My signature surgery or service would probably be “facial rejuvenation.” Patients who present for that surgery usually just want to “turn back the clock.” They most often want to look “like they used to look,” just a younger version of themselves, and don’t want to look “different.” While most people would usually consider that to require just the surgical reversal of the aging-related changes of the eyes and face, to be most effective I believe it frequently needs to include more. I perform a great number of rhinoplasties, more commonly on younger patients, who often wish a more significant change in their appearance. Often, however, even subtle changes in the appearance of the aging nose can also greatly enhance the overall result and “balance” of a facial rejuvenation procedure, so I will often address that as well. Another factor that many people don’t appreciate is that surgery alone has its limitations. Surgery can reposition or restore the “volume shifts or losses” and tighten the “excess” skin that has stretched and sagged with age. It reduces the “quantity” of that skin. However, it doesn’t address the “quality” of the skin, and both should most often be addressed for optimal “rejuvenation.” Chemical peels and/or a variety of “energy-based” treatments such as laser, intense pulsed light, radiofrequency, infrared, and ultrasound can significantly improve that skin “quality” and are often included as part of the treatment regimen.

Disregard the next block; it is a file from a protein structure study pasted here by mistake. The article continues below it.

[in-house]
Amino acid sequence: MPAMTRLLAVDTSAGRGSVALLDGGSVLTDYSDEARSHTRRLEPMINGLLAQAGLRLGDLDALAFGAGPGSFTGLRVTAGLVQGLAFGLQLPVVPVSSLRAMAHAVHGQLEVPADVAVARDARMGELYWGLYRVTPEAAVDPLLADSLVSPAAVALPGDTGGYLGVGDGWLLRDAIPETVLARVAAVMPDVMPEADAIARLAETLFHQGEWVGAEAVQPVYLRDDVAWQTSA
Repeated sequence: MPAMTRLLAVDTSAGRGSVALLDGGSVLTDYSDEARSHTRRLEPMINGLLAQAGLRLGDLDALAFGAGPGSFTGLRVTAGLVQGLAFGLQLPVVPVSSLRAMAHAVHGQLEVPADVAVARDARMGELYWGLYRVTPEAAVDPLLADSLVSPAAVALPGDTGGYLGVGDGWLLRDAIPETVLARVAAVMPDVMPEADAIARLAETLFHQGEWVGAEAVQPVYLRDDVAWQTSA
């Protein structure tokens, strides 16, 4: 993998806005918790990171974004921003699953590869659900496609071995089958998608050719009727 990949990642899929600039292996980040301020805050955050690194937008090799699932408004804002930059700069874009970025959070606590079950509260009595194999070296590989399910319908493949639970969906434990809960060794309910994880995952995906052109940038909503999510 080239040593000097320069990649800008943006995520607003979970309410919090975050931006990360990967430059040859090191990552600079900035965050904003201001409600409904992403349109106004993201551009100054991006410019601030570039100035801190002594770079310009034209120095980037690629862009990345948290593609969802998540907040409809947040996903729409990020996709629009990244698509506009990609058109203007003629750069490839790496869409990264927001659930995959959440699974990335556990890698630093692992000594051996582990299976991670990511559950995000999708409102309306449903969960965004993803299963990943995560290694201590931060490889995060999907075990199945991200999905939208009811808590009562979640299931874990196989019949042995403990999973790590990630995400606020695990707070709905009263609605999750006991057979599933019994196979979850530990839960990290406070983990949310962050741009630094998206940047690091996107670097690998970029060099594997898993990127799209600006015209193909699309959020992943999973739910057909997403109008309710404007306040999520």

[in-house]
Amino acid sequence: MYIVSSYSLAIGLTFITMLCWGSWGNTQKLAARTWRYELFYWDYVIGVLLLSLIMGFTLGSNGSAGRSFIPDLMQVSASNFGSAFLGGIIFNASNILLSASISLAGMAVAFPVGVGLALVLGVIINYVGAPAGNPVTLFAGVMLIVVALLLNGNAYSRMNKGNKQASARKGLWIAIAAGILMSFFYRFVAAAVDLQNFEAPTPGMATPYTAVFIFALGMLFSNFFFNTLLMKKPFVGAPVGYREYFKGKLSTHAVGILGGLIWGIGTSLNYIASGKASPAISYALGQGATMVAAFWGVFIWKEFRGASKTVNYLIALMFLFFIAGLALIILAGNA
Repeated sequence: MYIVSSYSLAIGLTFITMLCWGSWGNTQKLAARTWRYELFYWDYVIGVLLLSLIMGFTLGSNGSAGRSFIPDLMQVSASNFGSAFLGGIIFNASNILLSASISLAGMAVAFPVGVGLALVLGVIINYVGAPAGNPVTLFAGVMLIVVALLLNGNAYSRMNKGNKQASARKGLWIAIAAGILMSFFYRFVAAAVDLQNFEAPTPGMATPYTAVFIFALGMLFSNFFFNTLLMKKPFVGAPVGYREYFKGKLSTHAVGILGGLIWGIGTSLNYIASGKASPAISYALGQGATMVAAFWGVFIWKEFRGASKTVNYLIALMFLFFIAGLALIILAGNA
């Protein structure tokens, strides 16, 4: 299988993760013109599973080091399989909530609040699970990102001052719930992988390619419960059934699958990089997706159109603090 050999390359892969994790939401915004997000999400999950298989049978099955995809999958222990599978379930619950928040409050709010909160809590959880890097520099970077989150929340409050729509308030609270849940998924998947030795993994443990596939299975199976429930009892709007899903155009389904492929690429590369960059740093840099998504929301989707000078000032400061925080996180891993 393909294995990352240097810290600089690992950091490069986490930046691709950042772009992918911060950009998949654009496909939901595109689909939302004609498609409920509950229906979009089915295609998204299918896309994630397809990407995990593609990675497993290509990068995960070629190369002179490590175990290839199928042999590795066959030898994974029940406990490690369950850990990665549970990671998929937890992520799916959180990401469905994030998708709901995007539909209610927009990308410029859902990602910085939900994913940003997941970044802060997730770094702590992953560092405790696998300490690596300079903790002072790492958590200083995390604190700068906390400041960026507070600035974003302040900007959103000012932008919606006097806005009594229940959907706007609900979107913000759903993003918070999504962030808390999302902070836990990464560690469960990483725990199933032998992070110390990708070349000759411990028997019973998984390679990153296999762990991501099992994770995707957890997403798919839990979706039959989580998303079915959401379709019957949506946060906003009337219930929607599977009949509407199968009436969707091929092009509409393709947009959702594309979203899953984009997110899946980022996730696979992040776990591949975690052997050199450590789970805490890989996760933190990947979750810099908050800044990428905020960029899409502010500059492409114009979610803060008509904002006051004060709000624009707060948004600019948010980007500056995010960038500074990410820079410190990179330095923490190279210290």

Plastic surgeons must excel at both technique and aesthetics. What’s the best way for a surgeon to develop his/her aesthetic eye?

The study of art, especially sculpture and painting, an appreciation of the importance of balance and of the interplay between light and shadow, and very importantly the ability to see and reproduce what you see in both two and three dimensions are critical skills for an aesthetic plastic surgeon. However, to develop a true and clinically important “aesthetic eye,” aesthetic plastic surgeons require more than just a study of art, form, and structure. To be able to successfully address the concerns and needs of our patients, we also need to study and appreciate the varied cultural standards of beauty. While there are some patients who wish to change or obscure the physical characteristics of their ethnic identity, most wish to enhance and refine them. A knowledge of those diverse cultural standards as well as of the associated often subtle ethnic anatomical differences allows us to develop an “aesthetic eye” that can best see the potential in our varied patients and how to best achieve their desired “look.”